Friday, September 30, 2011

Peculia and the Groon Grove Vampires

This short, macabre adventure follows Peculia, a young woman who has had a number of run-ins with the supernatural. She is roped into babysitting the new family who has moved into Groon Grove. She joins a band of other young women to look after the little girl, baby, and grandmother who live in the house, but something is afoot. They all steer clear of the hawthorn tree, the mirrors are all covered, and - why is the baby missing? And why are the local gypsy families weary of the house?

The artwork is depicted in black and white in a gothic style reminiscent of wood carving by Richard Sala. He is a veteran artist famous for his darkly funny and suspenseful tales and his striking, unique art style. His comics are many and include The Chuckling Whatzit and Cat Burglar Black. He frequently displays his artwork and speaks about his works on his blog. This interview with Tom Spurgeon touches on much of his work and career.

Like Sala's other works, this one is noted for its humor, horror, and quirkiness. Reviewer Ray Tate notes that the book is quite graphic at points and is not for younger readers. He also enjoyed the fresh take on what can be the tired genre of vampire stories. Dave Carter called the book "spooky" and "fun." The range of reviews at Goodreads varies but mostly skews positive.

A brief preview is available from Fantagraphics Books.

Sunday, September 25, 2011

Archie: Freshman Year, Book 1

Archie and the gang seem to have been in high school forever, but this book tells the tales of their early days in that institution. It explains how Mr. Weatherbee managed to be their elementary and high school principal, and it also introduces us to the the teachers and students of Riverdale High. We see the start of many conventions, including Moose and Midge's relationship and the Betty-Archie-Veronica triangle. There is even some drama after Jughead is forced to move when his father takes a new job, and the older students make life unpleasant for the newcomers.

The comics in this book originally were published serially as five issues. The story was written by Batton Lash, famous for his long-running series Wolff and Byrd: Counselors of the Macabre. He also wrote the unlikely yet extremely satisfying team-up Archie Meets the Punisher as well as a number of Radioactive Man adventures from Bongo Comics. Bill Galvan, known for his work on The Scrapyard Detectives, provides art in his variation on the classic Archie style. He explains his work on this book in this interview, and this interview with Mark Haney also touches on the future of this series.

Archie: Freshman Year
has been a success as a comic book and an Apple app. A number of positive reviews of it can be found at Goodreads.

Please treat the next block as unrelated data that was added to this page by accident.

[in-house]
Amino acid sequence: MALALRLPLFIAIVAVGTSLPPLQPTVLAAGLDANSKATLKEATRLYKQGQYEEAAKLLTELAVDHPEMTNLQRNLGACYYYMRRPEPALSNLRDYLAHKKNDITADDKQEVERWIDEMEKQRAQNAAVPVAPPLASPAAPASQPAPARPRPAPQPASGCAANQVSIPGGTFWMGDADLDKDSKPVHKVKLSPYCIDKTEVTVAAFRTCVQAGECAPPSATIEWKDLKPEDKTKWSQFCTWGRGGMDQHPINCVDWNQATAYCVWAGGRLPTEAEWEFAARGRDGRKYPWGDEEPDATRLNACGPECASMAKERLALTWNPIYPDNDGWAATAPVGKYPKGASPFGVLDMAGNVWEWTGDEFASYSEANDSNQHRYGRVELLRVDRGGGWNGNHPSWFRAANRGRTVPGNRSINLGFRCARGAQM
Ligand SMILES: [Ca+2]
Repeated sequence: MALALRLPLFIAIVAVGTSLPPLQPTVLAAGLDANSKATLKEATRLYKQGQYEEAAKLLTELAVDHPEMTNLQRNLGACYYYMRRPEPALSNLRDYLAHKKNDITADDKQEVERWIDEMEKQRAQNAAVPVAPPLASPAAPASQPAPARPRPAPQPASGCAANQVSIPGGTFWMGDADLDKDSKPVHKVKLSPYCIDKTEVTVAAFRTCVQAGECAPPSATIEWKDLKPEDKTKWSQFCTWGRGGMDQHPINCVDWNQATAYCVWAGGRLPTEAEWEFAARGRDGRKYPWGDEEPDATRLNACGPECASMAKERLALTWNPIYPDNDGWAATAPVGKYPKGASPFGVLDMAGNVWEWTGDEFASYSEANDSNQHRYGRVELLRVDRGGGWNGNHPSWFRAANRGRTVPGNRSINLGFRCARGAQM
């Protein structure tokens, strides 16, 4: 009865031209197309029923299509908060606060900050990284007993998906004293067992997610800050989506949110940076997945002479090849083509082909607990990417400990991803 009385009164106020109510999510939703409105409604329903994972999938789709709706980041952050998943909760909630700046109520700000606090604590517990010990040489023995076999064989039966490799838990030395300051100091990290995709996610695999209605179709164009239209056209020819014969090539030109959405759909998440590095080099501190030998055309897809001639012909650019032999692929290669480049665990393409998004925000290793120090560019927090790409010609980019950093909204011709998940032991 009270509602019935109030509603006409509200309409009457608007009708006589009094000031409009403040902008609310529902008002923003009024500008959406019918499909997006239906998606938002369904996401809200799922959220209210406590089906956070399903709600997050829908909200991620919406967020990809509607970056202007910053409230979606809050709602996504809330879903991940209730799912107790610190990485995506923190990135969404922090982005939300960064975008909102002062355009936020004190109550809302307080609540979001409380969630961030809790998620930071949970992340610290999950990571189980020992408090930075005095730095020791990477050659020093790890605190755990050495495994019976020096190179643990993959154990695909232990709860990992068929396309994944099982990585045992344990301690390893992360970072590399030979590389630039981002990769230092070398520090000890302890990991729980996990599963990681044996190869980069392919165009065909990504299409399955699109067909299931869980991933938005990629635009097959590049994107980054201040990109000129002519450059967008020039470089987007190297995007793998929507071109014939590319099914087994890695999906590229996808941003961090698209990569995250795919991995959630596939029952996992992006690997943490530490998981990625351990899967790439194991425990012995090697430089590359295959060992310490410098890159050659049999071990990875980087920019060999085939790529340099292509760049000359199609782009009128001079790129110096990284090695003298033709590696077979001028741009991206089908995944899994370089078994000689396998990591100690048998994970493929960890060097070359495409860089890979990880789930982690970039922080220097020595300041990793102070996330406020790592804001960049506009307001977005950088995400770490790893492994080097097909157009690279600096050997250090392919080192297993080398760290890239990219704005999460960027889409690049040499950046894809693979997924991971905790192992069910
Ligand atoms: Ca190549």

A preview of this volume can be found at Comixology. A preview for the upcoming sequel can be seen here at the School Library Journal blog.

Tuesday, September 20, 2011

Liar's Kiss

Nick Archer is a private eye in a precarious situation. He has been hired by the wealthy John Kincaid to track his young, beautiful wife Abbey and make sure she is not having an affair. Archer does not take any incriminating photos, but that is because he is the one having an affair with his quarry. When John Kincaid ends up dead, Archer is caught in a situation where he cannot clear his paramour without their trysts being revealed and her being cut out of her late husband's will. So he has to find the real culprit, with or without the assistance of the local police, and there are a number of likely suspects to sort through.

This classic detective noir story was written by Eric Skillman, a graphic designer and art director who is best known for designing covers for the Criterion Collection. He has written detective comics in Egg: Hard Boiled Stories, and this is his first graphic novel. Illustrator Jhomar Soriano is an acclaimed manga artist best known for his work on the International Manga Award of Japan winning books Mr. Grieves and Arkham Woods. He does a great job working in black and white as well as different styles to portray emotional situations and flashbacks. This interview with MTV Geek explains more about the origins of this graphic novel.

Although most reviews do not rave about the book, they acknowledge that it is a well written and well drawn volume. Comics Should Be Good's Greg Burgas enjoyed the momentum of the story until the ending, but he wrote that "even with the strange ending, it fits together nicely, and I always appreciate a clever mystery." The Comics Journal's Nathan Wilson called it a "solid story with powerful illustrations." Johanna Draper Carlson found the book "enjoyable escapism that puts a fresh twist on the private eye yarn."

A preview is available here from the book's publisher Top Shelf.

Thursday, September 15, 2011

Sunny Side Down: A Collection of Tales of Mere Existence